Some good comes from putting a few decades behind ya, but sometimes it seems as if the negatives outnumber the pluses. This is a closely held secret, but after passing the magic 45-50 year old barrier, and the letters from the AARP folks start showing up un-invited in your mailbox, your eyes go off warranty. And your arms get shorter. Those who didn’t wear glasses… begin to wear glasses, and if you can’t find your reading glasses when you need them, look first to your forehead before you trash the entire house. And if you do wear glasses, get used to the lower part of the lenses going weird on you.
I won’t go into the adjustments this requires in surgery, or in tying a fly to your tippet while standing thigh deep in a Montana trout stream. But I will tell you that this new development plays havoc with your target shooting. You can still see the target, standing still waiting for you way out there, but the sights on your pistol or rifle take on a whole new dimension, or dimensions if the truth be told. Shooting by braille has some entertainment value, but what might once have represented precision soon takes on more of a comedic turn.
Which is why I’ve been adding telescopic sights to some of the old rifles, for I still enjoy playing with them, and I’d still like to do it well. Scoped rifles don’t care if your eyes are old.
The ancestors of this particular rifle go back to the military over fifty years ago, and thus it had no provisions for attaching telescopic sights. Took a little ingenuity and time spent on the net to assemble the parts, but said parts were attached to the rifle last weekend, and I got to shoot it today. But first I needed to “sight it in”.
I won’t bore you with the details, but certain adjustments to a newly mounted scope sight need to be made so it points you in the right direction. Long story short, you fire the rifle at the rather large target placed not all that far away, and then adjust the scoped sight so that you put the bullets you send down range into that little part of the center of the target. You look at the holes you just made in the paper, and then you adjust the sights until the holes show up in the correct place.
If I had not forgotten my spotting scope, the device capable of significant magnification so I could actually see those small holes in the paper target, this would have been a simple task. Fortunately, the guy shooting from the bench next to mine offered to spot for me, using the higher magnification of his rifle’s telescopic sight. With his help, within minutes I’d made the appropriate adjustments, and my holes were where they belonged. Such friendly cooperation is the norm at rifle ranges, and I thanked him for his assist.
During the next ceasefire, I moved my target farther out, to the 100 yard line, and then I had a moment to talk with my neighbor. He remembered me from some years ago.
His dog was named Sargent. She broke with parvo back in the first days of the disease, in the early eighties. We saw way too much parvo back then, and watched so many die. Sargent was a corgi/beagle mix, and I had conned him into treating the puppy with the notion that beagles could survive anything. She did eventually recover, but she had a long and difficult time. I asked if this was the pup I’d assigned a nickname. And he said yes.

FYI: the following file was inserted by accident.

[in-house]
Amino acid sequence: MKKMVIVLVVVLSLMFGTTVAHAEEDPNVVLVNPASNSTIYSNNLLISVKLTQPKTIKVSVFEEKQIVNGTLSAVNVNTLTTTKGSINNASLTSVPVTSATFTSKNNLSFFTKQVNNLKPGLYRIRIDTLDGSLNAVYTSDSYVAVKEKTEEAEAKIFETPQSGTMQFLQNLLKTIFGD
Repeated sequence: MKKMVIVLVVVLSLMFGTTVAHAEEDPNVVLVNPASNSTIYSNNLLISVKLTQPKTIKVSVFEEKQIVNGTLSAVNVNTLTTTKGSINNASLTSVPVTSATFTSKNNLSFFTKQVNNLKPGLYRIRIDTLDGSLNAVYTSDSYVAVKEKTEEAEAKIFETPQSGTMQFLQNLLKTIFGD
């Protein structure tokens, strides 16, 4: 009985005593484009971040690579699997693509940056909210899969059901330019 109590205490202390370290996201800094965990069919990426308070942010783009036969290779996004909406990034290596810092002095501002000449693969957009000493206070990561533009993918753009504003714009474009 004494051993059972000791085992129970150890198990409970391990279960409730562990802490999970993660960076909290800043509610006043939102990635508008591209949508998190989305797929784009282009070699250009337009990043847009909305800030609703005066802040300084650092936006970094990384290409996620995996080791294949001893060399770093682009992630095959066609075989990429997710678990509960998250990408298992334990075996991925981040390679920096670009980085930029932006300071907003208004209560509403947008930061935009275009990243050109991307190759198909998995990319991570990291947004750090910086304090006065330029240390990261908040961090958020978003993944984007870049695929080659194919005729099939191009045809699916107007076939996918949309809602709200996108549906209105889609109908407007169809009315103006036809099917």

I called her SARG, during those times when I went back to the isolation ward to talk with her and pet her and hopefully cheer her on with something besides drugs and fluids. And for all the years later, she was SARG to me. And he remembered that.
This man talked of how in the beginning, he had tried to talk his wife into just dumping the little pup at the pound rather than treat her. He talked of how he had grown up on a ranch where the dogs were tools and if one ran under the truck tire, you simply got a new dog. He had seen no need to invest effort or money into medical care for a pup they had just acquired. And he remembered how I had talked him into treating her.
And then he talked of how surprised he was that SARG was always thrilled to come see us, and she got excited as the car drove near, and then ran into my clinic. And he talked of how he grew to like her, and she slept in his lap and next to him in the bed, and he had wondered how he had once lived without such love and devotion.
And then he said that after 20 years the time came when SARG was so old and so sick that the only choice remaining was a quiet release into the other side. And he stood there at a rifle range, and he said to me that he must have been the worst, the most pathetic sobbing mess I’d ever seen as his dog left this earth with my help. And yet he seemed so grateful, as we stood there, and I could read it in his eyes, and then he offered me his hand to shake. For the unspoken….that I’d given his pup the chance to love him for twenty years, and him the chance to love her back.
The range master released us, and I went to my bench and loaded my rifle and sent one round downrange, and then I stopped and unloaded the rifle. Only one round sent downrange. I sat there for the ten minutes, and then during the next ceasefire, I walked out to my target.
The hole in the target was within millimeters of a perfect center hit. It was as close to perfection as I am likely to ever see.
And as I contemplated the time spent with this man, and remembered his wonderful little dog and saw how he had loved her, and I looked back on four decades of this practice of veterinary medicine, all I could conclude was….it was as close to perfection as I am ever likely to see.